Deer accidents:

Here's how to help avoid deer collisions with your vehicle.

Deer accidents: how to minimize the risk of them happening to you.

The deer population in the United States is at its largest point since the 1600s.

While this is good for the deer, it also means that deer hitting car accidents are on the rise.

The biggest single thing you can do to avoid deer accidents of any kind is to slow down. Avoiding deer collisions is no exception. The best strategy is to slow down and brake if collision is the only option. Swerving to avoid an animal may cause an even worse accident. Be extra careful when traveling in the fall, as deer are on the move more than any other time of year.

Advance Auto Parts is here to help you get down the road safely with an extensive collection of quality auto parts.

Reduce your chances of being in deer accidents by always being vigilant.

Deer hitting car collisions are the most common type of animal-vehicle collision in the United States. Nearly 100 people lose their lives each year in deer accidents on the nation's roads. Millions of dollars in property damage are also a result. Be vigilant while driving. With a little preparation and awareness, many deer collisions can be avoided.

How to avoid deer collisions: do it right!

Always wear your safety belt when operating a motor vehicle!

  1. Be extra aware when driving at dawn, dusk or the first few hours after nightfall. These are the times when deer are most active, and deer hitting car accidents are most common.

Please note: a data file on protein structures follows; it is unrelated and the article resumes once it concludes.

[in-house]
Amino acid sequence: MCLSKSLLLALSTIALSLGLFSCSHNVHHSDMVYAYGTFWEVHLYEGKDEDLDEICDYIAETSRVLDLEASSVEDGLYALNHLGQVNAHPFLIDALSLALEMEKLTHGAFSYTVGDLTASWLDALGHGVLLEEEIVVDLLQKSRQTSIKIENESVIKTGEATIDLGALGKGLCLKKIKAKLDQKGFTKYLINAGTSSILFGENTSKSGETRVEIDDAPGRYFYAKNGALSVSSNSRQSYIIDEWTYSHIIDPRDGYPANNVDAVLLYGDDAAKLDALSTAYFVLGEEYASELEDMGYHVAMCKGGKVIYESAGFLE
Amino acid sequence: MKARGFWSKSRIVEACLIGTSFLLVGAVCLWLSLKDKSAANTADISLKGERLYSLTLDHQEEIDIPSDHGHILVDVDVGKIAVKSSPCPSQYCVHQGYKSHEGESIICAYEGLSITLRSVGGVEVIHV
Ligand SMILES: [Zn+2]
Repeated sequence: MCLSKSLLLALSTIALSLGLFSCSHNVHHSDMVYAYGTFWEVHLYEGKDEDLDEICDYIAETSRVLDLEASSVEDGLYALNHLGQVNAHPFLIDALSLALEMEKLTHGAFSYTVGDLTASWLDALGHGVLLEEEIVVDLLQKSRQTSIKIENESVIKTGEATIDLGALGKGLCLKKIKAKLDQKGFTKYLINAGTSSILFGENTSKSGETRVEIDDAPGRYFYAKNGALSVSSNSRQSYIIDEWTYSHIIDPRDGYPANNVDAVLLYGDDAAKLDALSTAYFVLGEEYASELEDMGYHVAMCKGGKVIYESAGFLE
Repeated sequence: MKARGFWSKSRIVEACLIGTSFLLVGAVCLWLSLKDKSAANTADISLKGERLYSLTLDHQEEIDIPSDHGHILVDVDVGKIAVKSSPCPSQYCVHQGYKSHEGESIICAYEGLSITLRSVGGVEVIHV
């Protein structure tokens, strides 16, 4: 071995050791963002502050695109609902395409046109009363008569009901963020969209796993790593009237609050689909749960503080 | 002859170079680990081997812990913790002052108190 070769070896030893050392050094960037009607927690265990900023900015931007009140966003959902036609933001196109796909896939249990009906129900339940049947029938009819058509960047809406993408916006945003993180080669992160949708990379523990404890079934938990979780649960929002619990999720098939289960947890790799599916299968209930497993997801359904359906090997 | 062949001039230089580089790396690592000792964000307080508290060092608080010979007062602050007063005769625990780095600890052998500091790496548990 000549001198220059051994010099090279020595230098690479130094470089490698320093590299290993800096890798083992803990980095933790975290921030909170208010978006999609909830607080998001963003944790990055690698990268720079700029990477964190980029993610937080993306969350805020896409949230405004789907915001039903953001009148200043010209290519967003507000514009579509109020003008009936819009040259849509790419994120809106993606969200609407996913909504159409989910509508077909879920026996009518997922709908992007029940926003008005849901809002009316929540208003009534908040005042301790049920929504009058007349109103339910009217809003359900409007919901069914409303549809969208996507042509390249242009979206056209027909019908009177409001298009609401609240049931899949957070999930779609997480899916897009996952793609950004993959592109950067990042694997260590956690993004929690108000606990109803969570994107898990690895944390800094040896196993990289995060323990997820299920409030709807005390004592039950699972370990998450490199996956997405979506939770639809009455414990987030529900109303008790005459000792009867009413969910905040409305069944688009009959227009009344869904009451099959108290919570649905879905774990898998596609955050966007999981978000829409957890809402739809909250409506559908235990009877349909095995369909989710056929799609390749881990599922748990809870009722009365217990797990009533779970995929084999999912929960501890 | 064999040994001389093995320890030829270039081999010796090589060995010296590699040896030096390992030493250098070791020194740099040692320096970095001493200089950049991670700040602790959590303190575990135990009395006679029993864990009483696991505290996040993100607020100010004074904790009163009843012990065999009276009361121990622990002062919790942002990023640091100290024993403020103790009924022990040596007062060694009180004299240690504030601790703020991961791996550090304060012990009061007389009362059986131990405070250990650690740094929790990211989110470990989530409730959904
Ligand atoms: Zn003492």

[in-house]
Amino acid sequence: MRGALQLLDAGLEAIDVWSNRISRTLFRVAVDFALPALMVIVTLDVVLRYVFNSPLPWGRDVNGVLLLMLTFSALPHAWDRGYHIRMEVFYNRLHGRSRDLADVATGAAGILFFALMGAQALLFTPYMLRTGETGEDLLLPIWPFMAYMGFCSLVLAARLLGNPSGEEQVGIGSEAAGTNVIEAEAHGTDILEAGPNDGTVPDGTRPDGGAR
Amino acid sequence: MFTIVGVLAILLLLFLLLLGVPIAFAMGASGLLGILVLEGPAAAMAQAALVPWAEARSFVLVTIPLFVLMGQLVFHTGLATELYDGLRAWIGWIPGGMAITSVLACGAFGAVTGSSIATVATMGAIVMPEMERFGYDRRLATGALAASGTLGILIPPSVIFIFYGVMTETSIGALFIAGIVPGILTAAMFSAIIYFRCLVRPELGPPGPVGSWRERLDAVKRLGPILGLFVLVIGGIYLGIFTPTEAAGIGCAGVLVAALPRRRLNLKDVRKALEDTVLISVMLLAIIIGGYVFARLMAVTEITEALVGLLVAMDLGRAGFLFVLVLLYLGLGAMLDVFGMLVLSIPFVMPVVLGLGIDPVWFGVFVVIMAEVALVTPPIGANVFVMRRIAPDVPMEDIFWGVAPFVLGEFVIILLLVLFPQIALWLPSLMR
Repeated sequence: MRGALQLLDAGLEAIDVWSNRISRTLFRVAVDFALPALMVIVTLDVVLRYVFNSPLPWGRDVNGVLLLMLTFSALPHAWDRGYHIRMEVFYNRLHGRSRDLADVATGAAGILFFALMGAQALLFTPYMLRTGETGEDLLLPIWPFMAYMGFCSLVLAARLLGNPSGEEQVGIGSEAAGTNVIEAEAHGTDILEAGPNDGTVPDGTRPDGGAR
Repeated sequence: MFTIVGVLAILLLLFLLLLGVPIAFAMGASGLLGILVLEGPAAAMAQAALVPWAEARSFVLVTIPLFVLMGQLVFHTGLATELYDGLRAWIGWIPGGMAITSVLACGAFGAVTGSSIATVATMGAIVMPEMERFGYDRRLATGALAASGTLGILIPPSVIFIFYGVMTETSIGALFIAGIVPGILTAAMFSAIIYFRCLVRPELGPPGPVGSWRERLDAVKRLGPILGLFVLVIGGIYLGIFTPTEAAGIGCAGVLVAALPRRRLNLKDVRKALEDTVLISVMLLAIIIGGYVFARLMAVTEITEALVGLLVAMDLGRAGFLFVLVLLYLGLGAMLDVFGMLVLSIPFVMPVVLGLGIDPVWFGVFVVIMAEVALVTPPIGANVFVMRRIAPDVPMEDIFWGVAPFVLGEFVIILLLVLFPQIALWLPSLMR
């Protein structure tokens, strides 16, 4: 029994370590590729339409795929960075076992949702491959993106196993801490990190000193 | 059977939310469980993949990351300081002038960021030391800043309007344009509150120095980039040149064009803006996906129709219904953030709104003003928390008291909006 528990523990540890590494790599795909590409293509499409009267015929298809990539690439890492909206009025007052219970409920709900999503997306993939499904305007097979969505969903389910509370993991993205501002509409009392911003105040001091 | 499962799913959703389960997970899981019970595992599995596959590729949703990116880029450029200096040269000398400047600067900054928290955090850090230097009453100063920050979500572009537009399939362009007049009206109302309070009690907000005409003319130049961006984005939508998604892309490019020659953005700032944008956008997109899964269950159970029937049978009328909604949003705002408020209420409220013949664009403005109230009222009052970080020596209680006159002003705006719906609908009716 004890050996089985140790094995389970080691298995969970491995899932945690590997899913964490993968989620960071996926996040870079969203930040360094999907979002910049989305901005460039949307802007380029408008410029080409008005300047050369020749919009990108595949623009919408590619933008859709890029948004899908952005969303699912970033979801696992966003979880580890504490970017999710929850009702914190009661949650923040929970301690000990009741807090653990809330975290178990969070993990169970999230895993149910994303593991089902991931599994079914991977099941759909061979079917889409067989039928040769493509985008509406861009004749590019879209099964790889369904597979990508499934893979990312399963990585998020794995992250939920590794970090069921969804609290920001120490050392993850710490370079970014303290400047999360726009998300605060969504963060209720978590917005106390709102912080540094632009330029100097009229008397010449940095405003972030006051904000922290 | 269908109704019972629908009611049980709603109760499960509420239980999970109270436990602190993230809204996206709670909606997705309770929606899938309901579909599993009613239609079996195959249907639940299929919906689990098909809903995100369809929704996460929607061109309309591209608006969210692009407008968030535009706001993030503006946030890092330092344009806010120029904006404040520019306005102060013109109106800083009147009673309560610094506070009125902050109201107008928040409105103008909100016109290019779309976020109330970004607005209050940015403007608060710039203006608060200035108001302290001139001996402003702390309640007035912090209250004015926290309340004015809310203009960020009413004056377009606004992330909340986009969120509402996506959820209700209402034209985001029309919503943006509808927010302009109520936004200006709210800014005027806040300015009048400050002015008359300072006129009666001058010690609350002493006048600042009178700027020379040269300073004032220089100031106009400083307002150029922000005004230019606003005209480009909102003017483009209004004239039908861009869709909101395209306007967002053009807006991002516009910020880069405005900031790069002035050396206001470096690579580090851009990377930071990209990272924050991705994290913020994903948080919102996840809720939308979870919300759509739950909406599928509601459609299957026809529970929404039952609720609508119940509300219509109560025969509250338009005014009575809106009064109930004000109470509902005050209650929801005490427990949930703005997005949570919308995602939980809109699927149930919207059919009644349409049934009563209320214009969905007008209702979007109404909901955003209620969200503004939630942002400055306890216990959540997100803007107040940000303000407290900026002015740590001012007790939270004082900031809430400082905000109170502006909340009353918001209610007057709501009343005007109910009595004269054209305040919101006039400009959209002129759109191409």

2. Use high beams at night when there is no oncoming traffic. You will see the reflection of light in the deer's eyes long before you will see the deer. Your headlights hypnotize a deer when you approach, so slow down quickly.
  3. Heed deer crossing signs. Slow down when traveling through deer habitats such as wooded areas or fields. Keep your eyes moving. Glance frequently to both sides of the road.
  4. When you see one deer, watch for more. Deer are herd animals and usually move in groups. Slow down immediately. Don't assume there was only one animal.
  5. If collision is the only option, brake firmly and attempt to stop. Do not swerve. The deer won't know which way to go, and you may lose control of your vehicle.
  6. If you hit a deer, immediately report the accident to the police. Do not try to touch or help the animal as it may injure you or itself further.

While applying all these tips won't prevent you from being involved in deer collisions, doing so will lessen the chances of them happening to you.

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